Aware of his lack of economics training, he kept piping up withquestions. Finally Miller snapped and suggested he visit the dean'soffice: "There will be a derringer in the file for you. Please keeppulling the trigger until something exciting happens."
Stern stuck at the financial theory. And he did so on limitedmeans, which prompted his first entrepreneurial burst. As anorthodox Jew, he could not eat in the student mess. Hisself-catering demanded a fridge, which he bought for Dollars 38 andthen rented out to fellow students at Dollars 12 per half shelf perquarter, grossing Dollars 432 a year. "With that towering return oninvestment, I was convinced that the free enterprise system workedjust fine."
He started work at Chase Manhattan Bank and joined the corporatefinancial research team, where he developed his disdain forconventional accounting and worked on free cash flow analysis. Herailed against such gimmicks as "smoothing out" earnings, arguingthat it was not so easy to fool the market.
When set loose on clients, he insisted a fee was charged for theanalytical service. Giving it away would devalue it - a view thatequity researchers in the 1990s would have done better to abideby.
Stern broke away, with some colleagues and backing from a client.Ron Palamara, of Anacomp, asked what the new business was worth."Dollars 10m," Stern replied - it sounded like a "nice roundnumber". Palamara bought a 50 per cent stake.
Bennett Stewart, another graduate of the University of Chicago, isthe firm's other leading light. Stern had recruited him to theChase team via an interview that involved debating financial theoryin a car wash.
Stern's autobiography is short, with the story of the man and thefirm taking up a mere 142 pages. The personal side includes hisreligious devotion and love affairs with South Africa, libertarianpolitics and a woman he bumped into on a flight to Phoenix. Theseleaven the mix, although the reader will occasionally ask himselfhow much he cares.
The final two sections of the book include a question and answersession on such topics as corporate greed and business ethics, anda selection of articles comprising useful short lectures oncorporate finance and efficient market theory.
Stern describes himself as a missionary. The term is apt because herealizes that good ideas are worth nothing if they are notpublished and pushed. Like this zealous role model, he can beirritating - but he is, above all, stimulating. (FinancialTimes, November 13, 2003)

“…he is above all,stimulating…”(Financial Times, 13 November 2003)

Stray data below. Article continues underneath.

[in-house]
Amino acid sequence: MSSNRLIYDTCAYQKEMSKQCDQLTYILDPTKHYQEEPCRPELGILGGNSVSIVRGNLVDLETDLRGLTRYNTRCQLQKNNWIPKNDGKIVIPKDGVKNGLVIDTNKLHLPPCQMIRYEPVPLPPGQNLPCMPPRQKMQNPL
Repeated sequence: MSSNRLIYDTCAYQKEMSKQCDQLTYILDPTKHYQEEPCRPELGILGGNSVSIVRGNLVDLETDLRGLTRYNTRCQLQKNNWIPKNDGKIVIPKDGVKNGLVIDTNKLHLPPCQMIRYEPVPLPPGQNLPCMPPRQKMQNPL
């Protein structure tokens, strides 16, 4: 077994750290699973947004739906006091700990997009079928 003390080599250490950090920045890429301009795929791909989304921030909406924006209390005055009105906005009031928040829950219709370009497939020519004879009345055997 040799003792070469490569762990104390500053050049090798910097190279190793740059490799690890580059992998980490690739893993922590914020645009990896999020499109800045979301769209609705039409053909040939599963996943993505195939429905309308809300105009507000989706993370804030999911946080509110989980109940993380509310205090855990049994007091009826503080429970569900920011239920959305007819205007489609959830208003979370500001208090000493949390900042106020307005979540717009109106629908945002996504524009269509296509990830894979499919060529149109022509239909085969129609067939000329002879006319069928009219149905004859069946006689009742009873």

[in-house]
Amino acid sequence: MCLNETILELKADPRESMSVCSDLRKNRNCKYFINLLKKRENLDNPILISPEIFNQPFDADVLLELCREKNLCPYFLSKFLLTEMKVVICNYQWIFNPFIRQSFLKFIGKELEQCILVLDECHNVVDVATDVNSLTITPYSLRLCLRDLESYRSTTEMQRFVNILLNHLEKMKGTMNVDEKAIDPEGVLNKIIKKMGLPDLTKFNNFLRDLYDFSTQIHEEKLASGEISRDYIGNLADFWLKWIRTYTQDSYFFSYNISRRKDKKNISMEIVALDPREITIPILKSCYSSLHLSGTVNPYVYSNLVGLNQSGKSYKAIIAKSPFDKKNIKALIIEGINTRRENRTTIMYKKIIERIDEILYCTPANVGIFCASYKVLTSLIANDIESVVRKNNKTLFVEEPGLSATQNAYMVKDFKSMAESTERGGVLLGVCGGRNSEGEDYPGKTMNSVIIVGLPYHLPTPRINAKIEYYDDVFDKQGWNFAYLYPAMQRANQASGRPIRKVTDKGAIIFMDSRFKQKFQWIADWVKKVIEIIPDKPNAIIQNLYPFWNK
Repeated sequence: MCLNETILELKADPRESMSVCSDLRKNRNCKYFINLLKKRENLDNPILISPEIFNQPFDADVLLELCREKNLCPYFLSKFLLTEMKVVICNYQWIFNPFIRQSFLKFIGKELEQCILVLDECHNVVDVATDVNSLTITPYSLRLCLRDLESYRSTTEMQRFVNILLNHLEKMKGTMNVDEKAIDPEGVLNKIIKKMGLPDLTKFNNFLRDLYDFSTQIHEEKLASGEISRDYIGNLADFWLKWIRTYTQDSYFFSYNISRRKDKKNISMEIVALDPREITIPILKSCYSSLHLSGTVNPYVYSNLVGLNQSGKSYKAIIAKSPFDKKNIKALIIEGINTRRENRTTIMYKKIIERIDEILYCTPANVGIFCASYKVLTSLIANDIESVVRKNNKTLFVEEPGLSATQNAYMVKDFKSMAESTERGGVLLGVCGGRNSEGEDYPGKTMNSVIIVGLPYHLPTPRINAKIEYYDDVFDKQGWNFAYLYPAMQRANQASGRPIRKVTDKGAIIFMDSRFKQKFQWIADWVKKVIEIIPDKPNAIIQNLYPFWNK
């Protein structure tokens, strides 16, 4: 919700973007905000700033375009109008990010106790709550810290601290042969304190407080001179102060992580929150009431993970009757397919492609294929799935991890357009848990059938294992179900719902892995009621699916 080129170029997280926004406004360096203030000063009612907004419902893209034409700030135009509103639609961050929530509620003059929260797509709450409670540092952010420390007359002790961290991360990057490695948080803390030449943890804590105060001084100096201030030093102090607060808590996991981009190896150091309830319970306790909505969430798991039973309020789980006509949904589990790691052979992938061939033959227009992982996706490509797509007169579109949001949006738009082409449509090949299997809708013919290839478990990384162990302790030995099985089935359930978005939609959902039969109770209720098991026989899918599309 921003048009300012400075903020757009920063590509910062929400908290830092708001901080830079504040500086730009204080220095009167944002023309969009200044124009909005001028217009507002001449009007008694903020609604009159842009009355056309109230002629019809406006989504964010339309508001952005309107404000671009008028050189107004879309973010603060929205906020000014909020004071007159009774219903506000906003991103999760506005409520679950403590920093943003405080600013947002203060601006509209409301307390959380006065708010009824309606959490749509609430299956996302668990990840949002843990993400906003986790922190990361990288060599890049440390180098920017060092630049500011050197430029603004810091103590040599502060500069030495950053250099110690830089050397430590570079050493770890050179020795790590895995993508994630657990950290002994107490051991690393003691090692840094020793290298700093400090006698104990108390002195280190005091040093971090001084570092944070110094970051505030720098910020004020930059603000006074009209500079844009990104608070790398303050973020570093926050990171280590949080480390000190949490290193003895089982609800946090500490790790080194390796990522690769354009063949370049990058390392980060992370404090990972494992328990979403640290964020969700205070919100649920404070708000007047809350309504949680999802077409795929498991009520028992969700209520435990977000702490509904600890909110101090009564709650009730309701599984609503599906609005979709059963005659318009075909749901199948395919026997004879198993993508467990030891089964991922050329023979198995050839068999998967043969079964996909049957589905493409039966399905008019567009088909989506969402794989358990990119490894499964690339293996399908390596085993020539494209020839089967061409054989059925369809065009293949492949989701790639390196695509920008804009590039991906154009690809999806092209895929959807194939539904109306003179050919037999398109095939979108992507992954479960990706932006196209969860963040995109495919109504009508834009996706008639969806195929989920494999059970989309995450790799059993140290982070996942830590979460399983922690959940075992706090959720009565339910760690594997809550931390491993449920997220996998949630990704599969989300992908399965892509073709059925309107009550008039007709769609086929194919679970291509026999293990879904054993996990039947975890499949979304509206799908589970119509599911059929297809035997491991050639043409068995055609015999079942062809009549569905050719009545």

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Product Details

  • ISBN-13: 9781118160794
  • Publisher: Wiley
  • Publication date: 7/11/2011
  • Sold by: Barnes & Noble
  • Format: eBook
  • Edition number: 1
  • Pages: 240
  • File size: 468 KB

Meet the Author

JOEL M. STERN has been the managing partner of Stern Stewart& Co. since its founding in 1982 and was coauthor of The EVAChallenge: Implementing Value-Added Change in an Organization(Wiley). He currently serves on the faculties of five graduatebusiness schools. A widely published writer, Mr. Stern has been afinancial policy columnist for the Financial Times and the SundayTimes of London. A recognized authority on financial economics,corporate performance measurement, corporate valuation, andincentive compensation, he is a leading advocate of the concept ofshareholder value.

IRWIN ROSS was retained to assist in the writing of TheEVA Challenge with Joel Stern and John Shiely. In addition to thiswidely popular treatise, he has written several other books, amongthem The Loneliest Campaign: The Truman Victory of 1948, The ImageMerchants, and Shady Business: Confronting Corporate Corruption. Heis a former roving editor of Reader’s Digest and over theyears has written for a variety of other magazines, includingFortune and Harper’s, as well as Stern Stewart’sEVAngelist.

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Table of Contents

Ch. 1 The Great Break 1
Ch. 2 Beginnings 9
Ch. 3 Rebel Banker 23
Ch. 4 A Letter from Oppenheimer 49
Ch. 5 On Our Own 63
Ch. 6 How We Grew 77
Ch. 7 The Key Role of Incentives 91
Ch. 8 The Missionary Way of Life 99
Ch. 9 Dispatches from the Sales Front 123
Ch. 10 As for the Future 133
Ch. 11 The Credo of a Radical Free Marketeer 143
App Heresies That Have Stood the Test of Time 169
App Let's Abandon Earnings per Share 171
App Some Thinking to Do 178
App What if Capital Markets are "Efficient"? 181
App Fewer Analysts, Please: Why People Believe Capital Markets Are "Inefficient"! 184
App Are "Technicians" an Endangered Species? 187
App Are "Fundamental" Security Analysts Necessary? 192
App Companies Should Avoid Sharp Swings in Dividends 197
App Why Dividends Do Not Matter 201
App Risk Matters 204
Acknowledgments 207
Index 211